The Commonwealth filed exceptions to the majority's opinion, essentially arguing that the Court erred in applying United Services Automobile Association v. Commonwealth, 618 A.2d 1155 (Pa. Cmwlth. 1992) (USAA). The Commonwealth argues that the Court should have applied the New Jersey Supreme Court's decision in American Fire & Casualty Company v. Director, Division of Taxation, 189 N.J. 65, 912 A.2d 126 (2006). Applying American Fire, the Commonwealth argues that we must conclude that the Department appropriately disregarded the NJ Premium Cap when calculating Selective Way's Pennsylvania retaliatory tax. The Commonwealth also argues that because New Jersey applies the NJ Premium Cap differently depending on whether a company was doing business in that state on or after June 30, 1984, application of the cap in a Pennsylvania retaliatory tax calculation would violate the Uniformity Clause.*fn4
We believe the majority's decision interpreting Section 212 of the Act in Selective Way I was proper. We disagree with the Commonwealth's interpretation of American Fire. That case in no way stands for the proposition that in determining whether a New Jersey insurer owes a retaliatory tax in a foreign state, the foreign state should (indeed must) ignore the NJ Premium Cap in calculating what a like-foreign insurer would pay in New Jersey premium tax. To the contrary, American Fire demonstrates to this Court the New Jersey Supreme Court's concern that New Jersey's retaliatory tax scheme might eviscerate the underlying purpose of the NJ Premium Cap-i.e., to incentivize foreign insurers to do more business in New Jersey. To that end, under American Fire, New Jersey, in essence, foregoes imposition of a portion of a retaliatory tax on foreign insurers in order to preserve the benefit that the foreign insurers derive from the NJ Premium Cap.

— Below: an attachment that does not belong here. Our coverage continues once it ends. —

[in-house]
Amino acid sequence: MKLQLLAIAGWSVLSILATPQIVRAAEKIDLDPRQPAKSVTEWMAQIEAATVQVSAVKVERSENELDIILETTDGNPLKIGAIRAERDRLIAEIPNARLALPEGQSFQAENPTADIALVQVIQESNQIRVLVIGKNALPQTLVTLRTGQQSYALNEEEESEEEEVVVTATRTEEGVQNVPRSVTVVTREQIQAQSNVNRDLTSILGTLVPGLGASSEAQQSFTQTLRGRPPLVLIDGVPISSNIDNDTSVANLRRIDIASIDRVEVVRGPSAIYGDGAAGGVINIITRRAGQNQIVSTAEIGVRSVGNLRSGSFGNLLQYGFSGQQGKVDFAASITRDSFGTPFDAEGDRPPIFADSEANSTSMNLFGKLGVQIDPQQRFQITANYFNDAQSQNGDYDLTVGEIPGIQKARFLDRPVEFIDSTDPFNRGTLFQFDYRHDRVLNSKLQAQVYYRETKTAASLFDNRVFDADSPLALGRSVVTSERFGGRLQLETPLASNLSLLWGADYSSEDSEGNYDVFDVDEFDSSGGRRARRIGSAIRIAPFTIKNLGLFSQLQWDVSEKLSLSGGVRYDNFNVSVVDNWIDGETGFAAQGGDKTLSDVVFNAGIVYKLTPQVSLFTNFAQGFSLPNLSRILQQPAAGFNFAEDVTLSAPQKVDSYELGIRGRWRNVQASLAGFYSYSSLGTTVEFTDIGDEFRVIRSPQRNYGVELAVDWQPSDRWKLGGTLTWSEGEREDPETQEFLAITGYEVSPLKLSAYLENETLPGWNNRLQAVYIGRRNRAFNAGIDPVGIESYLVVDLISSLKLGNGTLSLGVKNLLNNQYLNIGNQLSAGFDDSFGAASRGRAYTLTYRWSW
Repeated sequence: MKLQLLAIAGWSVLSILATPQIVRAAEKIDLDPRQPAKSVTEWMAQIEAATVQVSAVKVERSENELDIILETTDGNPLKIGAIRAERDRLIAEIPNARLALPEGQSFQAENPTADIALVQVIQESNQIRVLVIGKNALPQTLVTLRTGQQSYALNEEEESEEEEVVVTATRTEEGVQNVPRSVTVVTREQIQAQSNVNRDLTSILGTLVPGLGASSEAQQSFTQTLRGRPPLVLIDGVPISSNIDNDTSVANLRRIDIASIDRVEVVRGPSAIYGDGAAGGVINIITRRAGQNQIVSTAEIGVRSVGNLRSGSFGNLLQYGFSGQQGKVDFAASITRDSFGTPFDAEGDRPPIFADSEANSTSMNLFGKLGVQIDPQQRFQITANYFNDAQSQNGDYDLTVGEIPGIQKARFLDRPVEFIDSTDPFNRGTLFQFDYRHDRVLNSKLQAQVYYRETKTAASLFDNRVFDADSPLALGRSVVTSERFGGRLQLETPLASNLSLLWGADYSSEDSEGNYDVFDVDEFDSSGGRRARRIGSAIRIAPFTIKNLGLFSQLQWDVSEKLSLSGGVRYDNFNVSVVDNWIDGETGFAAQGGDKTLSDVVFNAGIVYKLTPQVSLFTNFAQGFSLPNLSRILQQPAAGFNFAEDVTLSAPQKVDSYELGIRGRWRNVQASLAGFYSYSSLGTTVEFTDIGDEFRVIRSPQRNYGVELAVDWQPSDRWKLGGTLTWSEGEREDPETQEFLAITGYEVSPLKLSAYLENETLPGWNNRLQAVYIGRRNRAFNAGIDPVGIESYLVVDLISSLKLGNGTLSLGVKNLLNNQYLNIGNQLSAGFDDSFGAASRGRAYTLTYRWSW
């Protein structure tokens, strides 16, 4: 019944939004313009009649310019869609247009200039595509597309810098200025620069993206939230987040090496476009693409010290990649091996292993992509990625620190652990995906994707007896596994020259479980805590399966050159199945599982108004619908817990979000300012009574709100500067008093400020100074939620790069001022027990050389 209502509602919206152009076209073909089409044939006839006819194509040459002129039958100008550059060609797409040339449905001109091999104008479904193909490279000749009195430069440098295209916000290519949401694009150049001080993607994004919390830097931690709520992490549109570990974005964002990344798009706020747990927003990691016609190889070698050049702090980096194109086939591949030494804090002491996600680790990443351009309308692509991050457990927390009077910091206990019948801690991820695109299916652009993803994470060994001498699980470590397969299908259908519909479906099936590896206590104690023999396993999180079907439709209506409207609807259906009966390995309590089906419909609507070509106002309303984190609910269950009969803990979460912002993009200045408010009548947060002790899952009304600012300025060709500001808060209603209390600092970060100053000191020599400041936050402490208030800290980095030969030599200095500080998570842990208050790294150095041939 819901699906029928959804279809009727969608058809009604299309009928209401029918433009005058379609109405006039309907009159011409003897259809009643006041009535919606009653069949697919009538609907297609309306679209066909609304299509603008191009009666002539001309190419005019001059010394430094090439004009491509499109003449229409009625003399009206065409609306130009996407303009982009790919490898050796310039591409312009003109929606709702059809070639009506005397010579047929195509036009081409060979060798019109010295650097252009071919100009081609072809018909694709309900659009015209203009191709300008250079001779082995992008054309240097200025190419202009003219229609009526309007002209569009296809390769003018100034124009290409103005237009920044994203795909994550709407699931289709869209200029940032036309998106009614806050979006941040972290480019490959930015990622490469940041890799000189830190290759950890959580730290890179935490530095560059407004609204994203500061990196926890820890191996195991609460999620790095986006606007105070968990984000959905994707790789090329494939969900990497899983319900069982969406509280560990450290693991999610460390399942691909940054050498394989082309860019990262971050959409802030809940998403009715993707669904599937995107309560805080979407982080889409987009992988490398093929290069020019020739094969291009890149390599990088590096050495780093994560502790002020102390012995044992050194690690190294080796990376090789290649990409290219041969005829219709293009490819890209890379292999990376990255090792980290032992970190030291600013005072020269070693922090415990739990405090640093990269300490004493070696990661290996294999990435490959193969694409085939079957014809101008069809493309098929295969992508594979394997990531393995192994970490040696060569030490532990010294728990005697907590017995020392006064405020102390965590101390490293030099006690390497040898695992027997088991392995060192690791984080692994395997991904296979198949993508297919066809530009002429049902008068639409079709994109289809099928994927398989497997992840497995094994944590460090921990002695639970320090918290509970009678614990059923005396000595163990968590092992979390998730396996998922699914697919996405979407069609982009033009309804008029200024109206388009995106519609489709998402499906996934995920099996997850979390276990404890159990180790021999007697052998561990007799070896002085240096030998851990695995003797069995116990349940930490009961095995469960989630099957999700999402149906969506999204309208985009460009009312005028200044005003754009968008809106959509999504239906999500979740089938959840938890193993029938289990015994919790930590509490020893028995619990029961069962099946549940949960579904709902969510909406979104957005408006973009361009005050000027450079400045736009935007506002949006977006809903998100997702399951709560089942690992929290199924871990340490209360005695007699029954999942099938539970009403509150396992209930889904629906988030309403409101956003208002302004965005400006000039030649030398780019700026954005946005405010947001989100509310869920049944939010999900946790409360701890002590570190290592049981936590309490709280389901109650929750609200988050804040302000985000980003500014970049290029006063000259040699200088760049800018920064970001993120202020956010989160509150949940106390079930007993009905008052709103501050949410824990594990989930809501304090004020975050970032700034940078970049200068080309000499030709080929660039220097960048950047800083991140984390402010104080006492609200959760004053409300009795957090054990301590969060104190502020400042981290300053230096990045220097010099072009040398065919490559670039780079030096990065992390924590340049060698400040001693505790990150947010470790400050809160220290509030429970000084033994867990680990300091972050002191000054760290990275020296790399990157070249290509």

Under the auspices of American Fire, the Commonwealth would have us ignore the NJ Premium Cap. But American Fire stands for the proposition that the NJ Premium Cap must be honored and preserved, not ignored. The majority opinion in Selective Way I does just that.*fn5
Accordingly, the exceptions to the majority opinion in Selective Way I are overruled.
P. KEVIN BROBSON, Judge
IN THE COMMONWEALTH COURT OF PENNSYLVANIA
No. 429 F.R. 2008 :
Selective Way Insurance Company, : Petitioner : v. : Commonwealth of Pennsylvania, : Respondent :
AND NOW, this 30th day of November, 2010, the exceptions filed by the Commonwealth of Pennsylvania to this Court's majority opinion and order in Selective Way Insurance Company v. Commonwealth, 1 A.3d 950 (Pa. Cmwlth. 2010), are hereby OVERRULED. The order of the Board of Finance and Revenue in the above-captioned matter, dated April 22, 2008, is REVERSED.